The word “test” has a natural, negative connotation – it can evoke fear, anxiety, and/or spontaneous outbursts of crying (or maybe that’s just me?), and there’s even a technical term for the fear of tests called “Testophobia.” However, testing in the world of email marketing has quite the opposite effect. According to Anne Holland’s WhichTestWon.com, “A/B and multivariate testing can – on average – help lead generation marketers get 40% more leads…and e-commerce marketers can expect a 20-25% sales lift if they do a round of tests.” This sounds like joyous news to me!
During the holidays, emails in your inbox will also increase by more than 47% (according to the Email Experience Council), so since we’re all sending a little more cheer, it’s the right time to test. Plus, testing is as fun as giving presents (okay, that’s just the nerdy email marketer in me!), easier than losing holiday weight, and gives you invaluable information about your customers. So how in the mistletoe do you test an email? By conducting a very, merry split test. The number of ways you can test an email could be compared to the number of snowflakes in a blizzard – endless. So, start with these basics and you won’t get snowed-in:
1. Subject Line – This is one of the most important aspects of your email to test. If you were in a room full of presents (because this happens often), and could only choose one, which gift would you take? The most interesting, the biggest, the smallest? Either way, it needs to twinkle to catch one’s eye, just like a subject line in an inbox. Try a long vs. short subject line, include a sense of urgency vs. none, add some holiday puns to get into the spirit or keep it simple. The possibilities are endless.
2. Button Text & Colors – Call-to-action buttons can drastically increase your click-through rates. So, if you’re not using them already, jump on that sleigh-like bandwagon. Try changing the colors (green, blue, red, etc.) and/or use holiday-themed buttons (we have some free ones for you). Experiment with the text by including different call-to-action statements like “Get it Now,” “Get 50% Off,” “Save $20,” “Buy Now,” “Add to Cart.”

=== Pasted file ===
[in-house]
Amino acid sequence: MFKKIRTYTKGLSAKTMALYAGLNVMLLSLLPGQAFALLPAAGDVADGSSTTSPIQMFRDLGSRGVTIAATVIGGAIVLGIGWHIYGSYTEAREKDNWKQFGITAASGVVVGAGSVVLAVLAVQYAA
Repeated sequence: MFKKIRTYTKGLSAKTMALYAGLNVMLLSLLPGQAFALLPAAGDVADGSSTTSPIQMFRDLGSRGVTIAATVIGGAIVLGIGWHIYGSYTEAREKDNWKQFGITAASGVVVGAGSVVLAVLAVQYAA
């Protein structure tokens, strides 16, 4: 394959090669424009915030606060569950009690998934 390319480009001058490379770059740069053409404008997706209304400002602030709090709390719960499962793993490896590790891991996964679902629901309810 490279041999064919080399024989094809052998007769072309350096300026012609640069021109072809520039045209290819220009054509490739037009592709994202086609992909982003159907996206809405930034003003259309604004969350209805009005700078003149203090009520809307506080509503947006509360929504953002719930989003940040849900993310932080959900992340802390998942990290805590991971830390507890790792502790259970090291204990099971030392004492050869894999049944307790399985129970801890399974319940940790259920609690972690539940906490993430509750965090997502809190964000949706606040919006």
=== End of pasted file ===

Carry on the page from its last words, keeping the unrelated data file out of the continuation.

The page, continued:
3. Content – The average online readership attention span lasts about 140 characters (hence, why sites like Twitter exist), so similar to your subject line; try long vs. short pieces of content; include testimonials vs. none; change the placement or order of your text and experiment with different writing styles.
4. The Offer – Holiday offers are going to be aplenty, so testing yours will give great insight as to what really stands out in the crowd. Try offering a percentage off the price vs. a dollar amount, or something for free/complimentary vs. reduced. Experiment with a clear call-to-action vs. a description of the offer. If at all possible, try increasing or decreasing the price or discount percentage you’re offering. Also experiment with sale time limits (i.e., two weeks vs. three days).Here are some testing dos and don’ts to try all year long:
- Do: Test one thing at a time
- Do: Take some risk
- Do: Measure & track your results
- Do: Test often
- Do: Let us know how you’ll be testing your emails this holiday season
- Don’t: Stop believing…in how effective and fun email testing can be!
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